A 58 year old female presented with pain in the left thigh and pelvis. She was originally radiographed (Figure 1 & 2) and was managed conservatively in the periphery. The radiographed of the skull showed no involvement of skull bones (Figure 3).Then the MRI of the femur and pelvis was done which reported it is as a cystic lesion and was advised extended curettage (Figure 4 & 5). No treatment was done. Two months after this the patient presented to us with greater pain and a pathological fracture left trochanteric region. The patient also had palpable subcutaneous masses in the head. We reviewed the MRI and did CECT pelvis and CECT head. CECT pelvis showed lytic expansile destruction of both the sacral ala with soft tissue masses extending into spinal canal causing compression of the cal sac in addition to the original lesion in the neck and trochanteric region with fracture (Figure 6). CECT head showed multiple lytic areas with formation of soft tissue masses in extra-calvirial and intra cranial locations (Figure 7). The brain parenchyma was normal. We did biopsy of the trochanteric region and nodule from scalp. Both the reports showed large tumour cells having round, irregular cleaved nuclei with 1-2 prominent nucleoli and moderate amount of cell cytoplasm with frequent mitotic figures (Figure 8). On immunohistochemistry were positive for LCA and CD-20 suggesting diffuse large B- cell lymphoma (Figure 9). The patient was then started on CHOP regime.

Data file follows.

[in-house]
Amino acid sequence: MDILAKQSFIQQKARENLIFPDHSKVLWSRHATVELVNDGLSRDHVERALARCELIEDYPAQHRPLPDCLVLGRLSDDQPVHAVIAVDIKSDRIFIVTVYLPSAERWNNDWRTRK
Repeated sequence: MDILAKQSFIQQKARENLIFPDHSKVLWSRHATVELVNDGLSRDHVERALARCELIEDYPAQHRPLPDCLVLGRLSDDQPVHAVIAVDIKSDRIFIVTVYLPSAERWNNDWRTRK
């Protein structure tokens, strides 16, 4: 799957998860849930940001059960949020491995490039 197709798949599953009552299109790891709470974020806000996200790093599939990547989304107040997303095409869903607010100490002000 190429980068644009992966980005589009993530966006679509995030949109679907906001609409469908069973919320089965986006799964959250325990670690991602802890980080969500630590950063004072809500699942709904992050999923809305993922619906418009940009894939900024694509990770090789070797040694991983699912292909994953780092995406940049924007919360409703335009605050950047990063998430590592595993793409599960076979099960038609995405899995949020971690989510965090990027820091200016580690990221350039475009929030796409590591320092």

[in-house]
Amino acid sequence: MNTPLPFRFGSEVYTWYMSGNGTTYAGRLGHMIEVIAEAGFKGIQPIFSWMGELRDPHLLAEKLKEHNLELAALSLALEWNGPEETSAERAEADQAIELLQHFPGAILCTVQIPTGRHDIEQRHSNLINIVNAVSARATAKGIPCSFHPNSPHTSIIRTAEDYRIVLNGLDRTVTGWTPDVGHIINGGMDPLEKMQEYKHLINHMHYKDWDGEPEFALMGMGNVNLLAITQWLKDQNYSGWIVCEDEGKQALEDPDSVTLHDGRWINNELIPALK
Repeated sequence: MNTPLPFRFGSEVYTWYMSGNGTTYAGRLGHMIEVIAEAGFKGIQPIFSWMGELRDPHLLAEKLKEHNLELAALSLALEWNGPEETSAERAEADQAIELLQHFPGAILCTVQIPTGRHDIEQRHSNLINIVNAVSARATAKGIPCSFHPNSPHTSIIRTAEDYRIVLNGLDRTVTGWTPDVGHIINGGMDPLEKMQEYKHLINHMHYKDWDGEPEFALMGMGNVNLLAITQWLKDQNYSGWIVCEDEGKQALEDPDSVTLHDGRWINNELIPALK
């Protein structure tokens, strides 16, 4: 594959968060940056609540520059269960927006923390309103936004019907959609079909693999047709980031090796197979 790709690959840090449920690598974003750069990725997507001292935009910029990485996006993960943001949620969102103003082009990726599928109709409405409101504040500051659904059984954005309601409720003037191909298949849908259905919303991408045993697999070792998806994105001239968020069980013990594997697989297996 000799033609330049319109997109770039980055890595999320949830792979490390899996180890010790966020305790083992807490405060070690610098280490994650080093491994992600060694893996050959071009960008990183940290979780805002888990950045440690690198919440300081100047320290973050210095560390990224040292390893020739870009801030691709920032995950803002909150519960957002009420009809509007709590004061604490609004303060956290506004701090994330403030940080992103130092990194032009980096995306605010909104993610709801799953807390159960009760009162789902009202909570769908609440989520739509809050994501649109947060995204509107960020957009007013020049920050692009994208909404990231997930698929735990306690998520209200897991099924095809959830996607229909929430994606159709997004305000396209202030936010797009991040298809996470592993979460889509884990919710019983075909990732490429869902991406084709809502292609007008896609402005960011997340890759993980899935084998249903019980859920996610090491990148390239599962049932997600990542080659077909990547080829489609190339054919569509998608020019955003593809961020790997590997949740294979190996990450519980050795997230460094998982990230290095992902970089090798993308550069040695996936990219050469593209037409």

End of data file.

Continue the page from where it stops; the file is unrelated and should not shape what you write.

Figure 3: Radiograph skull showing no involvement of the skull bones.

Figure 4: MRI sagittal sections showing extent of the lesion.

Figure 5: MRI coronal sections highlighting the lesion.

Figure 6: CT showing the pathological fracture with the lesion.

Figure 7: CT skull showing no involvement of the extracalvarial or intracalvarial structures.

Figure 8: Tumour cells having round, irregular cleaved nuclei with prominent nucleoli and moderate amount of cell cytoplasm with frequent mitotic figures suggestive of round cell tumour.


Primary Bone Lymphoma was first reported by Oberling [3]. Parker and Jackson reported a PBL series in 1939 under the designation reticulum cell sarcoma of bone, establishing PBL as a distinct entity [4]. According to 2002 World Health Organization classification of tumours of soft tissue and bone, the criteria for a diagnosis of PBL are

a. A single skeletal tumour without regional lymph node involvement.

b. Multiple bone lesions without visceral or lymph node involvement [5].

Figure 9: Immunochemistry– positive for LCA and CD-20 confirming diffuse large b-cell lymphoma.